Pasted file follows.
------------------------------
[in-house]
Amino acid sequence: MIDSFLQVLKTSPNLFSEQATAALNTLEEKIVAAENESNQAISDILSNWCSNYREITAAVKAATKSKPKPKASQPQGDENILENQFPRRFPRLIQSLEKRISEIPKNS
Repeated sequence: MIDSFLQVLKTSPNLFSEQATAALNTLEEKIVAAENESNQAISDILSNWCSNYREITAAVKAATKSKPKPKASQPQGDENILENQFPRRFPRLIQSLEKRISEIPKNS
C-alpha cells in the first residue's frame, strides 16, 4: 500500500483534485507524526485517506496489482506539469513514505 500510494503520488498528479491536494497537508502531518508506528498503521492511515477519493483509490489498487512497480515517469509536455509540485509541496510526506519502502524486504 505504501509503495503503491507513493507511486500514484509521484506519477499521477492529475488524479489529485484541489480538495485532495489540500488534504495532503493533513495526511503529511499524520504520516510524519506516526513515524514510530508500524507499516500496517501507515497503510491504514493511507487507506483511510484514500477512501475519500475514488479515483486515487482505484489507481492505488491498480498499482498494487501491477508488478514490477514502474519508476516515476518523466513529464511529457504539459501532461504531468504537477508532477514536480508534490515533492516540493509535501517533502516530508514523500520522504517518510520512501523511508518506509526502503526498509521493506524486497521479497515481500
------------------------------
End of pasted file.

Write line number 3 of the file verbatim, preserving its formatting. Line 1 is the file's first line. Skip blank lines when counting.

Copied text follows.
Repeated sequence: MIDSFLQVLKTSPNLFSEQATAALNTLEEKIVAAENESNQAISDILSNWCSNYREITAAVKAATKSKPKPKASQPQGDENILENQFPRRFPRLIQSLEKRISEIPKNS